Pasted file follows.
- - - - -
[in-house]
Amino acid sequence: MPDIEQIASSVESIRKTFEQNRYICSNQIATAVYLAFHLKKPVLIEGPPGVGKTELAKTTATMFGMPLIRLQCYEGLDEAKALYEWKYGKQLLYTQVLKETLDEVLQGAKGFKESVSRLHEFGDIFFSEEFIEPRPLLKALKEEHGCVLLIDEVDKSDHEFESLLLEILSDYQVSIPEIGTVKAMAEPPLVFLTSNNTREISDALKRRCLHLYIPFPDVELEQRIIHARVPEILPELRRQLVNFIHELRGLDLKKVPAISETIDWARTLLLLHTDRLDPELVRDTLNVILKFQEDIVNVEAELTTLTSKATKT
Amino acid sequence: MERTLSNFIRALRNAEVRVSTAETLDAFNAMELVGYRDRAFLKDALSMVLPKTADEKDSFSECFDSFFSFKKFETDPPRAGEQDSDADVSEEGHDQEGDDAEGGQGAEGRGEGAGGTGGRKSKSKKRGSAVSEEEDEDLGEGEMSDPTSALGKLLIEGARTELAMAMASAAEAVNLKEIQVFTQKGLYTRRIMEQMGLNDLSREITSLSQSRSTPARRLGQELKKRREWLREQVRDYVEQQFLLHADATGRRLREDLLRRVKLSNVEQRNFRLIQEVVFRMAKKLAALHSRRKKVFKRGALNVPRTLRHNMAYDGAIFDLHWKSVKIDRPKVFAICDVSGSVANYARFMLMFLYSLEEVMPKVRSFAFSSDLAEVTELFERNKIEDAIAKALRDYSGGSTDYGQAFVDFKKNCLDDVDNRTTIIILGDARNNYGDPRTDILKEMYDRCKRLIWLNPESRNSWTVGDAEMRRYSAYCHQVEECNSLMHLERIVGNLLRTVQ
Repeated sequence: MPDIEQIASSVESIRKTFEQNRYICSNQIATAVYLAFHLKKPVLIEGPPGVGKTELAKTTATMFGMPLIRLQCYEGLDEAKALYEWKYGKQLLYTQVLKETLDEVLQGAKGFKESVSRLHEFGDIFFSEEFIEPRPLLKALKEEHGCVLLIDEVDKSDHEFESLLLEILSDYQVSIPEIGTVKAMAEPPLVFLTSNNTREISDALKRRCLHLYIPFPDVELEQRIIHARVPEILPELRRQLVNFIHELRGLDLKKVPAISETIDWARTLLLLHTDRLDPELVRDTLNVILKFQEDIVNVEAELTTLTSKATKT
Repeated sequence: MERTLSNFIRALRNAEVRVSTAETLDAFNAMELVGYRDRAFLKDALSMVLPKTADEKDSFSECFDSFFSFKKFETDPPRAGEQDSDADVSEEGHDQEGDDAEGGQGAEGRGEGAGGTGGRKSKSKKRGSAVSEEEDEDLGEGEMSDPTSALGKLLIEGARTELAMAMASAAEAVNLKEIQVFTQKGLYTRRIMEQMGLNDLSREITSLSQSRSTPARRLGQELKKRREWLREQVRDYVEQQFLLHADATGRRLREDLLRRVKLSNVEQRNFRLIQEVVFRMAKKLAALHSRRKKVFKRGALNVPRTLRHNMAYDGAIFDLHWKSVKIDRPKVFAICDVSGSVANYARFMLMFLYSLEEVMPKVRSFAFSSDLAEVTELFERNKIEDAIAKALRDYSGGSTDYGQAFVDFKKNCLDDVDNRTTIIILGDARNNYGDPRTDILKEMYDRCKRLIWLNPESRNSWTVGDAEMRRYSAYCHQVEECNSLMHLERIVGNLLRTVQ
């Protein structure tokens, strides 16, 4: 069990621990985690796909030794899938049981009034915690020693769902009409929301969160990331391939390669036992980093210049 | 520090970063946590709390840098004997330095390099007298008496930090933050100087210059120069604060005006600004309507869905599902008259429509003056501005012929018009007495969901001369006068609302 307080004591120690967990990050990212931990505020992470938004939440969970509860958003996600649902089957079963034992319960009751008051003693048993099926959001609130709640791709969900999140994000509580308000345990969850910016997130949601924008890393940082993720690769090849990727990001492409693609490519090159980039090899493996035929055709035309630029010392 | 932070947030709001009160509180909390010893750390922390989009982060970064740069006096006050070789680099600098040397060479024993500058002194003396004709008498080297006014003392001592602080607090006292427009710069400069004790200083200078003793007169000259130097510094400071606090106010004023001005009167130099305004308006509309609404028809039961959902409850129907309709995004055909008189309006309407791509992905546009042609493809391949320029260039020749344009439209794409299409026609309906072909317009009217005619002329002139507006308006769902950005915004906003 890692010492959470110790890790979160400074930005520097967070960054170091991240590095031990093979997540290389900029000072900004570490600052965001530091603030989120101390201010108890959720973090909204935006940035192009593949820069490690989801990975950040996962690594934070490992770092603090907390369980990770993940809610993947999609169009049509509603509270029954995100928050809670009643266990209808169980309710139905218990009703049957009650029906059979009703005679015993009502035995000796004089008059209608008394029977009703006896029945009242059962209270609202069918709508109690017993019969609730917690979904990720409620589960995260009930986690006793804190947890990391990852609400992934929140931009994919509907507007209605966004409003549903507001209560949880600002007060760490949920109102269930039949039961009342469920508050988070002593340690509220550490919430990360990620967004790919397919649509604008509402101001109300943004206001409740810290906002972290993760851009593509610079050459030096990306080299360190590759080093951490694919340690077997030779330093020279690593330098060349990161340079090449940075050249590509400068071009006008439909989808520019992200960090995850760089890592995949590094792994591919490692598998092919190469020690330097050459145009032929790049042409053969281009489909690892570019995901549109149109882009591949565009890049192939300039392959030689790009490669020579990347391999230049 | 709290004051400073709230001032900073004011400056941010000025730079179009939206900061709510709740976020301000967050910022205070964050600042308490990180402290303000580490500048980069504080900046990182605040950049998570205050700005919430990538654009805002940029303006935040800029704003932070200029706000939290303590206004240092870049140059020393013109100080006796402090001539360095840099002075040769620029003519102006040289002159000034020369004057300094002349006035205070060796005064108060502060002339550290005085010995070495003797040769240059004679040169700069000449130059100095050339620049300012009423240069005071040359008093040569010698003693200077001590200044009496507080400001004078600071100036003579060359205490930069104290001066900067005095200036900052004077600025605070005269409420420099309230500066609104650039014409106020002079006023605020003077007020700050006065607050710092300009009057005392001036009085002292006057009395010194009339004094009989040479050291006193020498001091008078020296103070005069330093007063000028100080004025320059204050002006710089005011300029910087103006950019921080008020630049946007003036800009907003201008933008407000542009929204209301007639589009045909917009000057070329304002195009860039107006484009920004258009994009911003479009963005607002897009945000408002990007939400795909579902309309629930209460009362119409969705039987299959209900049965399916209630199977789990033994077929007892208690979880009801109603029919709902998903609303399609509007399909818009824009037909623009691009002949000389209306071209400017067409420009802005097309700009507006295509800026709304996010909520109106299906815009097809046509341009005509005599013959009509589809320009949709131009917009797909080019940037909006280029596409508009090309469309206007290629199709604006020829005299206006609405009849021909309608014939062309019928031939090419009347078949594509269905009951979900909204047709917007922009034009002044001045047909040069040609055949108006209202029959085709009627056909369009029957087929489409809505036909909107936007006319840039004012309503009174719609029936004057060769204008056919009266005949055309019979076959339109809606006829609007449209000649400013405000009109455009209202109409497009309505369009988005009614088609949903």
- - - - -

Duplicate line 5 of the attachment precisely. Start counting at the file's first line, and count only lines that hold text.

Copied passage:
Repeated sequence: MERTLSNFIRALRNAEVRVSTAETLDAFNAMELVGYRDRAFLKDALSMVLPKTADEKDSFSECFDSFFSFKKFETDPPRAGEQDSDADVSEEGHDQEGDDAEGGQGAEGRGEGAGGTGGRKSKSKKRGSAVSEEEDEDLGEGEMSDPTSALGKLLIEGARTELAMAMASAAEAVNLKEIQVFTQKGLYTRRIMEQMGLNDLSREITSLSQSRSTPARRLGQELKKRREWLREQVRDYVEQQFLLHADATGRRLREDLLRRVKLSNVEQRNFRLIQEVVFRMAKKLAALHSRRKKVFKRGALNVPRTLRHNMAYDGAIFDLHWKSVKIDRPKVFAICDVSGSVANYARFMLMFLYSLEEVMPKVRSFAFSSDLAEVTELFERNKIEDAIAKALRDYSGGSTDYGQAFVDFKKNCLDDVDNRTTIIILGDARNNYGDPRTDILKEMYDRCKRLIWLNPESRNSWTVGDAEMRRYSAYCHQVEECNSLMHLERIVGNLLRTVQ